A South Korean chairman was sentenced to four years imprisonment in what some saw as a breakthrough in the seemingly business elite-ruled country.
The Seoul Western District Court found Kim Seung-youn guilty of embezzlement and he was sentenced to four years in prison with a fine of 5.1 billion won ($4.5 million). According to the Bloomberg news agency, Kim used funds from the Hanwha Group conglomerate to pay debts of companies he owned under false names. Kim was previously convicted of assault in 2008 but was granted a presidential pardon. Kim denied the charges and said he would appeal against the sentence.
This echoes criticisms of South Korean president Lee Myung-bak, who is believed to be a puppet of certain big corporations. Several convicted businessmen have been granted pardons, underlining the “lenient treatment to high-profile white-collar criminals”, reports the Financial Times. Mr. Lee said the pardons are aimed at safeguarding investment in the economy. In his final month of presidency, Lee’s administration was further rocked when his brother, Lee Sang-deuk, was involved in a corruption scandal, for which Mr. Lee issued a public apology.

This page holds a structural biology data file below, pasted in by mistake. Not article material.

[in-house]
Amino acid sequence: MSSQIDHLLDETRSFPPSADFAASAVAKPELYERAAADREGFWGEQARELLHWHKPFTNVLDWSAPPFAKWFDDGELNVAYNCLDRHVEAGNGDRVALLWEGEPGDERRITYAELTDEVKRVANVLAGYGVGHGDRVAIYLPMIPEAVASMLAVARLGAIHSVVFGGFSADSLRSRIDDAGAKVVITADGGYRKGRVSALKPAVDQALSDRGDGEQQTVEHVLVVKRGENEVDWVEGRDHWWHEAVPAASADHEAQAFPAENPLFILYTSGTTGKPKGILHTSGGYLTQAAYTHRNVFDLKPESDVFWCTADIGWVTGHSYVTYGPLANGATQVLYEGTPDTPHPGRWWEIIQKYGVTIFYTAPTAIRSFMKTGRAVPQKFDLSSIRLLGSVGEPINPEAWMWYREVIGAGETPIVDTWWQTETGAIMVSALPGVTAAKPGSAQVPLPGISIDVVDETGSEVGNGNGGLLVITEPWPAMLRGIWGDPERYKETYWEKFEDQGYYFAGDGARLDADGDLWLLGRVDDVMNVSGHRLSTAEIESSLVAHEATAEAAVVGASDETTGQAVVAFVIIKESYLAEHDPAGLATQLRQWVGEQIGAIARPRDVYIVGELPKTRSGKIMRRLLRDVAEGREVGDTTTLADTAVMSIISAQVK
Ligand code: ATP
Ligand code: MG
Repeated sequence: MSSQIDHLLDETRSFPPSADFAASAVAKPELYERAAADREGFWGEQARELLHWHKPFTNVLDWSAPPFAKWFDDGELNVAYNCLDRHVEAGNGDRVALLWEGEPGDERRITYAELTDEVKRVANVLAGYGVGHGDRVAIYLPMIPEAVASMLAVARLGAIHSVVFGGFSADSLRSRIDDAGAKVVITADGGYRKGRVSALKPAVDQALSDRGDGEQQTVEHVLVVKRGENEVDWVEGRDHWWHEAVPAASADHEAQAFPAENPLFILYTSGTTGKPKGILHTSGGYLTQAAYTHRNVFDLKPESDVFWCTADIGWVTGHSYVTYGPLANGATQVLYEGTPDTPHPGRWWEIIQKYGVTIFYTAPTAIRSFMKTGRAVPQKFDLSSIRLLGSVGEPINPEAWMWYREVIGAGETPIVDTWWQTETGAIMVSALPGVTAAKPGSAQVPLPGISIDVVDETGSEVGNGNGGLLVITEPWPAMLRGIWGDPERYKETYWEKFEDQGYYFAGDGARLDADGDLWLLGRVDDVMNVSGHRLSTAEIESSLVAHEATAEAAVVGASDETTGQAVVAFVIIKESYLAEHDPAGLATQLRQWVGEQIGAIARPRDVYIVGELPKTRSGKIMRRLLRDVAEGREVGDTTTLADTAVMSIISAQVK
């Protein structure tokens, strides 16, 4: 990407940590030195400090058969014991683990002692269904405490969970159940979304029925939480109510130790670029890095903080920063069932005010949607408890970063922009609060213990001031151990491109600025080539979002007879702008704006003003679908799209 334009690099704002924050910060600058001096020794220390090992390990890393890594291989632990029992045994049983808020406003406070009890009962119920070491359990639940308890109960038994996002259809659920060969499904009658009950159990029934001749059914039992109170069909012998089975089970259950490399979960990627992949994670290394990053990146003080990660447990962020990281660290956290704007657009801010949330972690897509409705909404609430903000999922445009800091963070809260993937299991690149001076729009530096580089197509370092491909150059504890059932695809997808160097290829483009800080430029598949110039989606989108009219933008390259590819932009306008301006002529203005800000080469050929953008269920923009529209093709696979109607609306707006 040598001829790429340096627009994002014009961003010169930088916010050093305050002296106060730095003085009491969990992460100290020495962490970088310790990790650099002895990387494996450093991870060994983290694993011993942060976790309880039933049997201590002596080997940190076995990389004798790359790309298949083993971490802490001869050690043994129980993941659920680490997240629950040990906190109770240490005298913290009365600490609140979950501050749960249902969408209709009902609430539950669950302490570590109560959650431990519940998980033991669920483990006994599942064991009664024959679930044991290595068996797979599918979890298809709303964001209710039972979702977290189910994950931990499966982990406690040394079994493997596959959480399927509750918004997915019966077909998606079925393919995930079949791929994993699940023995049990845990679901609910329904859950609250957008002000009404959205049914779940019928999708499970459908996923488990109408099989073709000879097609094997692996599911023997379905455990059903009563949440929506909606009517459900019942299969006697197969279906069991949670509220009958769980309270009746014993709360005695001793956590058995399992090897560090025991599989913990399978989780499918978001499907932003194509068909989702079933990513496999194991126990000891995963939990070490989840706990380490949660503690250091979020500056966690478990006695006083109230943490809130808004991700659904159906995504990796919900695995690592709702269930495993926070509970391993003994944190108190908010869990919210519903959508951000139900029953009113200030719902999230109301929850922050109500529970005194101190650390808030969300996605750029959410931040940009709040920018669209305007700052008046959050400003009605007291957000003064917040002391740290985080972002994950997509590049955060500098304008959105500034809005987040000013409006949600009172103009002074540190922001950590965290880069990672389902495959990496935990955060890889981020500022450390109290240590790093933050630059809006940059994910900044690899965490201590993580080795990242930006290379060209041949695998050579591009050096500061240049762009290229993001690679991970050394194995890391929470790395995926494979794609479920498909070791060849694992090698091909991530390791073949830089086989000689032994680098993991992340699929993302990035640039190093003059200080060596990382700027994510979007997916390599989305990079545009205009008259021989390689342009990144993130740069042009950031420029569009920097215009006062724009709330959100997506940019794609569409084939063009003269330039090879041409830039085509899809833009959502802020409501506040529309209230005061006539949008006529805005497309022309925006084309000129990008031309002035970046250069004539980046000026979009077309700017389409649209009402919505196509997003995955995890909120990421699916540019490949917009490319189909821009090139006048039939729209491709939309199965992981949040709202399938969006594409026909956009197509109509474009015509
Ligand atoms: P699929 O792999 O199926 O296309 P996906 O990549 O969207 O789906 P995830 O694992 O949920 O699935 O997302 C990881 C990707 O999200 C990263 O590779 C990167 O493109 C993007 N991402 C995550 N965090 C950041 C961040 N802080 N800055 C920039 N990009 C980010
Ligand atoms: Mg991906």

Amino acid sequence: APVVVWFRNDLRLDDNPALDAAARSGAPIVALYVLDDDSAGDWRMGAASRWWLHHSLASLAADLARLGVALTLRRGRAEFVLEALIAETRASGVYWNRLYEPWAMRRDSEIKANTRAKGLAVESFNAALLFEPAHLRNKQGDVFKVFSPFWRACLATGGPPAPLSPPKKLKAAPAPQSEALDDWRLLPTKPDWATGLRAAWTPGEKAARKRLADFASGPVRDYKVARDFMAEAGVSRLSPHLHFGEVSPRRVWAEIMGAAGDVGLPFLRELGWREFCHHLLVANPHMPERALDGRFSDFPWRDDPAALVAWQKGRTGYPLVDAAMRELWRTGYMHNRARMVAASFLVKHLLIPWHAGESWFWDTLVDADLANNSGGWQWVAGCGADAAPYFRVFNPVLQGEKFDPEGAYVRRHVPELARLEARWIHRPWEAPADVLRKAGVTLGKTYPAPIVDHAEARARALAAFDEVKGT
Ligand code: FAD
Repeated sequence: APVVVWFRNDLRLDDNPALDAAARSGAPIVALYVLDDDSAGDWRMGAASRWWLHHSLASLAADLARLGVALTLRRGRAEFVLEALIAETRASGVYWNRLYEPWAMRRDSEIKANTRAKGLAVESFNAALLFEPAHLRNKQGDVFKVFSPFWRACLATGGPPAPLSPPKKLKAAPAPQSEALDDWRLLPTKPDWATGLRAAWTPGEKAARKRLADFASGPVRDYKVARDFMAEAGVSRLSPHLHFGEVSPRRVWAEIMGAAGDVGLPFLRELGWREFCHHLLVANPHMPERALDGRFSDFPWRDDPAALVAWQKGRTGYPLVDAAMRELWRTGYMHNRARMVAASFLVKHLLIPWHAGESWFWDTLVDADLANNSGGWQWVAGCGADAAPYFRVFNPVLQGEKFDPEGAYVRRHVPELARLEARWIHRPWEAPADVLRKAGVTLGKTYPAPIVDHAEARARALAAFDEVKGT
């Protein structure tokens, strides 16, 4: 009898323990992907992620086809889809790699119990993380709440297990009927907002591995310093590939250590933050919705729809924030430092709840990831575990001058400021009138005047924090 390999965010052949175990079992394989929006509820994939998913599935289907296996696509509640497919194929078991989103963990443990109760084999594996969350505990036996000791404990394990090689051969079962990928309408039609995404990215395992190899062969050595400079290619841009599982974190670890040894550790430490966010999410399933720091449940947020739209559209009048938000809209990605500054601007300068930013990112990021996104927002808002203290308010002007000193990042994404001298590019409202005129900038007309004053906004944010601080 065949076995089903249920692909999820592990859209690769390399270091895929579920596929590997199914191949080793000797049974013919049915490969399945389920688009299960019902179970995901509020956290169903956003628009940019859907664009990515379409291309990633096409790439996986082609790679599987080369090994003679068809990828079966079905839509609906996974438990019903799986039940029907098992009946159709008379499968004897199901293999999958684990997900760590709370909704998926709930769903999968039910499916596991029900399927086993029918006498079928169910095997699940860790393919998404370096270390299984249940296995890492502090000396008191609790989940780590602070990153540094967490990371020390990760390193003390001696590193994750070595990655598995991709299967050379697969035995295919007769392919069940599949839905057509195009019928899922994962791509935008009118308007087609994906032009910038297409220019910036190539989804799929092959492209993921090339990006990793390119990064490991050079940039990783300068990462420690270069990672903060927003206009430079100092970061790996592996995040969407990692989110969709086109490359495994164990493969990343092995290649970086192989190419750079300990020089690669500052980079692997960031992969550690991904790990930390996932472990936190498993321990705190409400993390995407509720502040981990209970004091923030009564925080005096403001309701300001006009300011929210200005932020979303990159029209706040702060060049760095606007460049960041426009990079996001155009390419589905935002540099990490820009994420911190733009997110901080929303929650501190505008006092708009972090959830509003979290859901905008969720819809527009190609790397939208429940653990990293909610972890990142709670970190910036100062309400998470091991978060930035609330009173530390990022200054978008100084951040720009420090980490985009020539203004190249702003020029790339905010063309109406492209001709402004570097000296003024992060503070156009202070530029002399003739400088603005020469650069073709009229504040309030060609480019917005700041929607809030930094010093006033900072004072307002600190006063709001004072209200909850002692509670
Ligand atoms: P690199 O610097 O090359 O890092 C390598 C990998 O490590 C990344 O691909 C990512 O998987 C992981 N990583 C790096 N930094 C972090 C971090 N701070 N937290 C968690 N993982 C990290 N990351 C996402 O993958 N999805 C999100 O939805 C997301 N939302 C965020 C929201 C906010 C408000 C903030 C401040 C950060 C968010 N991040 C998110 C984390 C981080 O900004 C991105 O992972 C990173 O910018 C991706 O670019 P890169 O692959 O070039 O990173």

Kim’s imprisonment underscores the shifting treatment to chaebols – family-owned conglomerates. “The political environment in the run-up to the presidential election has become very anti-chaebol as politicians go after the middle class vote,” North Asia research director, Charles Lee, of the Asian Corporate Governance Association told FT. Ahead of December elections, presidential candidate Park Geun-hye said she would root out corruption and pursue “economic democratization”.